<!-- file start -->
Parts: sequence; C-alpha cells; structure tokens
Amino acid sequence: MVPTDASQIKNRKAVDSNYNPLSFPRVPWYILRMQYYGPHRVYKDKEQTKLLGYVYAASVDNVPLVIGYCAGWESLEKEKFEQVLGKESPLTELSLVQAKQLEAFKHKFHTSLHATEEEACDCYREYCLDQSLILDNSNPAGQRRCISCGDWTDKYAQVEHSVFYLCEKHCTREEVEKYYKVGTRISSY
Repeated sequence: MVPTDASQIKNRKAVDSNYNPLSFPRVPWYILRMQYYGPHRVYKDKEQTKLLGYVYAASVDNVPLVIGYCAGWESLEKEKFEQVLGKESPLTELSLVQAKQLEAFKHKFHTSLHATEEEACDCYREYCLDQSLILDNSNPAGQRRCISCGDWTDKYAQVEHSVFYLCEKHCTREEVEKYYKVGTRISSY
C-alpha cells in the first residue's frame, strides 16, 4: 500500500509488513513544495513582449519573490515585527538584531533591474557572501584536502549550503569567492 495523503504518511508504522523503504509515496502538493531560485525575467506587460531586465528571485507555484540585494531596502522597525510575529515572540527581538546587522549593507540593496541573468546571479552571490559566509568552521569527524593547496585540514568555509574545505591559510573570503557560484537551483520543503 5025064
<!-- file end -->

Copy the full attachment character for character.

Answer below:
Parts: sequence; C-alpha cells; structure tokens
Amino acid sequence: MVPTDASQIKNRKAVDSNYNPLSFPRVPWYILRMQYYGPHRVYKDKEQTKLLGYVYAASVDNVPLVIGYCAGWESLEKEKFEQVLGKESPLTELSLVQAKQLEAFKHKFHTSLHATEEEACDCYREYCLDQSLILDNSNPAGQRRCISCGDWTDKYAQVEHSVFYLCEKHCTREEVEKYYKVGTRISSY
Repeated sequence: MVPTDASQIKNRKAVDSNYNPLSFPRVPWYILRMQYYGPHRVYKDKEQTKLLGYVYAASVDNVPLVIGYCAGWESLEKEKFEQVLGKESPLTELSLVQAKQLEAFKHKFHTSLHATEEEACDCYREYCLDQSLILDNSNPAGQRRCISCGDWTDKYAQVEHSVFYLCEKHCTREEVEKYYKVGTRISSY
C-alpha cells in the first residue's frame, strides 16, 4: 500500500509488513513544495513582449519573490515585527538584531533591474557572501584536502549550503569567492 495523503504518511508504522523503504509515496502538493531560485525575467506587460531586465528571485507555484540585494531596502522597525510575529515572540527581538546587522549593507540593496541573468546571479552571490559566509568552521569527524593547496585540514568555509574545505591559510573570503557560484537551483520543503 5025064